QOS_IFACE --name Serial0.1 --policy default --max_latency 150 --fair_queue --frame_relay_mincir 256000 --frame_relay_cir 384000

Advanced Example

################################################################################
#
# Advanced example
# Override the voip service definition. We define voip as traffic to/from
# 192.168.0.35
# Policy:
#  Low Latency Queues:
#   voip: Low Latency Queue with highest priority and maximum of 90% of the
#         interface's bandwidth.
#  Class-Based Queues:
#   telnet: Highest priority with min of 10% and max 40%.
#   ssh: Lower priority than telnet with min 10% and max 40%.
#   tcp acks: Lower priority than ssh with min of 10% and max of 40%.
#   smtp: Lowest priority with min of 10% and max 60%.
#   default: Priority 5 (just above smtp) with min 10% max 95%
#
# Interface:
#  Apply the policy "default" to interface eth0 with the maximum input rate of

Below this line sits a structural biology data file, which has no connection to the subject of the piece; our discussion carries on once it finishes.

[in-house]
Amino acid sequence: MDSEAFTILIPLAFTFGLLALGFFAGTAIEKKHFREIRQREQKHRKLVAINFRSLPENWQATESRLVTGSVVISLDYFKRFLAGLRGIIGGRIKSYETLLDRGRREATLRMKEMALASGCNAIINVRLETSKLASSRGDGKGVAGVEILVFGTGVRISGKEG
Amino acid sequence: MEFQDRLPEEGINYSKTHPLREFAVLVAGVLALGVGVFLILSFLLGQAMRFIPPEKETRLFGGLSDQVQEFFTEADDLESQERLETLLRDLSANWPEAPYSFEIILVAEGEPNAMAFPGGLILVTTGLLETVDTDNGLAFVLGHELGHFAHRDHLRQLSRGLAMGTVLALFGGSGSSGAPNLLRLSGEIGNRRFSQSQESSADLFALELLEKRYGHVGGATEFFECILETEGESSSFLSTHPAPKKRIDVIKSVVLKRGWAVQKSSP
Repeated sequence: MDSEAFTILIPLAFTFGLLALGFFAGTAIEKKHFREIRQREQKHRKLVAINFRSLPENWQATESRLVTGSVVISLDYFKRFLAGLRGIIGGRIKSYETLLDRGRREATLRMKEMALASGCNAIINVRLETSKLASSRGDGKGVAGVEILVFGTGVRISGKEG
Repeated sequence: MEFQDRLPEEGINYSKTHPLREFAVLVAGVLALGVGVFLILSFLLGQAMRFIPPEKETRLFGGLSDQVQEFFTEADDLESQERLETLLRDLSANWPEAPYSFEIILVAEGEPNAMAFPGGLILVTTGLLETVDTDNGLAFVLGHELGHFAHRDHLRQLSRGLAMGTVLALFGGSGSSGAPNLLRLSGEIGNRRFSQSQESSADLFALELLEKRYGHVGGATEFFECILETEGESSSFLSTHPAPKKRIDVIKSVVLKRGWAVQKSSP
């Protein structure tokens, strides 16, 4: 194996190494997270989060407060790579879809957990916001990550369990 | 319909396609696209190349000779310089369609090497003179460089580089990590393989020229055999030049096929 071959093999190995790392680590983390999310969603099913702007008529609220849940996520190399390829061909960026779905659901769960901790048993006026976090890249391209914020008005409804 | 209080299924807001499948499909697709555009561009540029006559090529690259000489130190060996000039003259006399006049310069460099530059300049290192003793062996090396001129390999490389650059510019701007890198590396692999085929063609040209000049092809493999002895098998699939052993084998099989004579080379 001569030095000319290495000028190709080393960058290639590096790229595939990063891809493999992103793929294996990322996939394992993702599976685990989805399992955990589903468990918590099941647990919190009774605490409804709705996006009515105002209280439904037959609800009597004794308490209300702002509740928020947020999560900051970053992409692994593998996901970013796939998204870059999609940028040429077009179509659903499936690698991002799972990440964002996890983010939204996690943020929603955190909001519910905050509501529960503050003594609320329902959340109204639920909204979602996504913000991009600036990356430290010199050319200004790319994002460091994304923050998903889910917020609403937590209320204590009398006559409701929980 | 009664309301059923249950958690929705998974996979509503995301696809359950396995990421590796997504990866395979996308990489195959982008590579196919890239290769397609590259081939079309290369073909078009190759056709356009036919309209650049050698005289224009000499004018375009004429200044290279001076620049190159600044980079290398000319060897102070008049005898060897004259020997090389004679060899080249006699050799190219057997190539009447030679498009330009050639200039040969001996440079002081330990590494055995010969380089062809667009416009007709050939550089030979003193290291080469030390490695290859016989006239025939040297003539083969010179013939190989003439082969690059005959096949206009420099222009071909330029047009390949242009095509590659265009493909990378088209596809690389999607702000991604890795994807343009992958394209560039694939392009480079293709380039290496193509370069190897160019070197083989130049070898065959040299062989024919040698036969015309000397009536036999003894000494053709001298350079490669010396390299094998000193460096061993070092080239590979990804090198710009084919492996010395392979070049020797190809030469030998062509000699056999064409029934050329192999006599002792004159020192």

#  3000 Kbps (3.0 Mbps) and maximum output rate of 640 Kbps with a maximum
#  queueing latency of 150 ms. Configure PUFQ with nat_outside as the interface type
#  since this interface performs SNAT on user traffic.
#
QOS_SERVICE --name voip --init --tc_match protocol ip u32 match ip src 192.168.0.35/32
QOS_SERVICE --name voip        --tc_match protocol ip u32 match ip dst 192.168.0.35/32
QOS_POLICY --name default --type llq --service voip     --prio 0 --max 90
QOS_POLICY --name default --type cbq --init --default   --prio 5 --min 10 --max 95
QOS_POLICY --name default --type cbq --service telnet   --prio 1 --min 10 --max 40
QOS_POLICY --name default --type cbq --service ssh      --prio 2 --min 10 --max 40
QOS_POLICY --name default --type cbq --service ack      --prio 3 --min 10 --max 40
QOS_POLICY --name default --type cbq --service smtp     --prio 6 --min 10 --max 60

QOS_IFACE --name eth0 --policy default --max_in 3000 --max_out 640 --max_latency 150 --pufq --pufq_iface_type nat_outside

Statistics